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Using Charts to Evaluate Movies

I see lot of movies. I am the First-Day-First-Show guy. Usually, I post the Movie Rating on my personal FB page. See some examples below. But recently I posted a Movie Rating Chart. Here is how you do it.

Movie Rating Chart

Baby Driver Movie Rating Chart

Regular rating

Baywatch rating

Wonder Woman rating

FB rating for Baby Boss

Why do we need a Movie Rating Chart

I felt that rating the entire movie in just ONE number is unfair. There is so much effort put in by so many talented people that they deserve more detailed feedback. But how do you do that? That would become a review rather than a rating.

I noticed that the overall appeal of a movie (or any other performance, presentation, lecture, etc.) is never at the same level. Some of it is great, then it becomes dragging, it picks up interest again and may become boring in the end. I have observed that even the most talented group of Actors, Screenwriters and Directors get carried away and stuff the movie with unwanted scenes – especially at the end. Creating a shorter and more impactful movie just does not seem to be humanly possible.

Therefore, I decided to use a chart to rate the movie, Baby Driver, which I saw recently.

Movie Rating Chart – behind the scenes!

It shows the logo superimposed with a simple line chart. This depicts the overall impact of the movie across time as a chart rather than a single number.

The X axis is the entire duration of the movie – from left to right.

Movie Rating line chart

The Y axis shows the score scale… from 0 to 5. You can interpret it as you want. For example, Zero means utterly boring and Five means extremely interesting and enjoyable. Actually, next time I am not even going to put numbers on the Y axis. It is just a quantification of whether you liked that part or not.

The movie is 120 minutes long. I just scored it in 10 points. Each point does not correspond to the exact elapsed time. It is just a number I specified AFTER I had seen the whole movie. So it depends upon my recollection of which part was very nice and which parts were boring. Of course, it is not a perfect representation but just a gut feel.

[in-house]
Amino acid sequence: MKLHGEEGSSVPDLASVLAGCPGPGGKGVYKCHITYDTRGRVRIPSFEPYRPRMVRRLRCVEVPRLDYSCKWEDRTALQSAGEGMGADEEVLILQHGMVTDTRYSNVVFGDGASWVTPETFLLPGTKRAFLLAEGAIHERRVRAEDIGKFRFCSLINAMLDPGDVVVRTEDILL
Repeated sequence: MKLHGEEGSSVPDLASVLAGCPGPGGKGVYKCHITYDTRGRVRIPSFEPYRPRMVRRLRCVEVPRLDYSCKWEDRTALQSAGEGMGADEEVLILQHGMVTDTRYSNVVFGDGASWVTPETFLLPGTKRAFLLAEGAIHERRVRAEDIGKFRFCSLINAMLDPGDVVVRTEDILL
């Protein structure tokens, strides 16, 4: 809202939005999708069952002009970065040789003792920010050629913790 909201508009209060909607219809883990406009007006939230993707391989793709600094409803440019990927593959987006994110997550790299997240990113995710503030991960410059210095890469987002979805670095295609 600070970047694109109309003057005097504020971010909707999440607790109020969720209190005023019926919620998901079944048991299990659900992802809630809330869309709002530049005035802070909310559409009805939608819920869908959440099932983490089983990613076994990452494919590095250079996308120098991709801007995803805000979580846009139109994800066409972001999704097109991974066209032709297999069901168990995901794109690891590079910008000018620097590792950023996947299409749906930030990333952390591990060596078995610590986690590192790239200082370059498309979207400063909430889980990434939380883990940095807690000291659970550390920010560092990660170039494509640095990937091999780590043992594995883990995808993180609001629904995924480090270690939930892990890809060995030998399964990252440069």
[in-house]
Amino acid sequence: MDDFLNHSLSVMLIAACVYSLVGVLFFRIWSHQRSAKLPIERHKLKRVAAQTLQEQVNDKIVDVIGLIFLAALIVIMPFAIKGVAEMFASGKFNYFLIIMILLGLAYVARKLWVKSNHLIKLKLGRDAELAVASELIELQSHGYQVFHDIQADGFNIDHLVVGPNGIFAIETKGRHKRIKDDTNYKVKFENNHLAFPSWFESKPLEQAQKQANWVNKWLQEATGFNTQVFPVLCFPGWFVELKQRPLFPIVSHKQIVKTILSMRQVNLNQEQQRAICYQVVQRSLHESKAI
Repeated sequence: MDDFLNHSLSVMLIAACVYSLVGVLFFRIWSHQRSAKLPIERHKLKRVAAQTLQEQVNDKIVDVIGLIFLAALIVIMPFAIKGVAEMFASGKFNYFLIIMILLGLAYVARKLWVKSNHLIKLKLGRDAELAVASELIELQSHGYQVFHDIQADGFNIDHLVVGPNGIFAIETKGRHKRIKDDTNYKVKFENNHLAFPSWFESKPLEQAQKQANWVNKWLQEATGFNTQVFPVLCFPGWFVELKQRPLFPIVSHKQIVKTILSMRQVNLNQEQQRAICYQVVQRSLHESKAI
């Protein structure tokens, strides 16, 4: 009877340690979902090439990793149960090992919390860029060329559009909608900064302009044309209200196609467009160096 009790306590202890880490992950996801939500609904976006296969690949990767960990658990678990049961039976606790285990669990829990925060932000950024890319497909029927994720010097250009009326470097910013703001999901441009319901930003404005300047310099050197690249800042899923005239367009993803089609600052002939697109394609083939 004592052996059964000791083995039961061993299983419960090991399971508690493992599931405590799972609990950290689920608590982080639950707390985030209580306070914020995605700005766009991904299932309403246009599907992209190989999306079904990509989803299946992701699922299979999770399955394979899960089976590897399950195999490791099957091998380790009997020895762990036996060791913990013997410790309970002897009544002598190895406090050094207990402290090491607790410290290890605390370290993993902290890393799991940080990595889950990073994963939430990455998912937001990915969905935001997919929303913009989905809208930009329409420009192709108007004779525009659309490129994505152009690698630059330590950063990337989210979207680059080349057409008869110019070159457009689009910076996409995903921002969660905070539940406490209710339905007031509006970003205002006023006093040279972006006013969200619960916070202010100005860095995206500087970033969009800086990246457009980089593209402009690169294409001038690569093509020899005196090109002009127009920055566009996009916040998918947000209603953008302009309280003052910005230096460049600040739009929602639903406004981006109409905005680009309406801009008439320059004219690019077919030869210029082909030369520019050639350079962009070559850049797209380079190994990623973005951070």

Raw data for Movie Rating Chart

On second thoughts, I felt that the chart is too sharp. Next time I will use a smooth version of the chart to indicate that this is a flow rather than exact point measurement.

Smooth line setting for chart

This looks more realistic.  In general, you should use a smooth line for such charts when you want to show the overall fluctuation while implying that there may be more data between the points that were captured and depicted.

Smooth Movie Rating Chart

Comparison with regular score / rating

If I had used my regular method of specifying a score – which is a gut-feel based number which comes to mind after watching the whole movie, I would have given it a score of 3.5 out of 5.

This time I specified ten different numbers as the score across the movie duration. What is the average of these numbers? You will be surprised … I was too – 3.6

Of course, at this stage we have only one sample to compare. I will use this with more movies and try to correlate the output.

Background Image

I put the Baby Driver movie poster itself as the chart background and adjusted its scale and offset. That makes it look much better and establishes the context. The line color must be chosen in a way that it stands out and does not blend with the poster itself.

Movie Rating Chart detail

What next

Can we call it an Infographic? I already have ideas about how to enrich this Movie Rating Chart by adding more useful information to it.

This can apply to any performing art event or production. It can apply to a class taught by a teacher or to a presentation or a meeting or a training program.

What do you think? Do you like this way of rating? Do post your comments here.

Read my articles about Charts and Data Visualization which cover lot of related topics and ideas for effective utilization.



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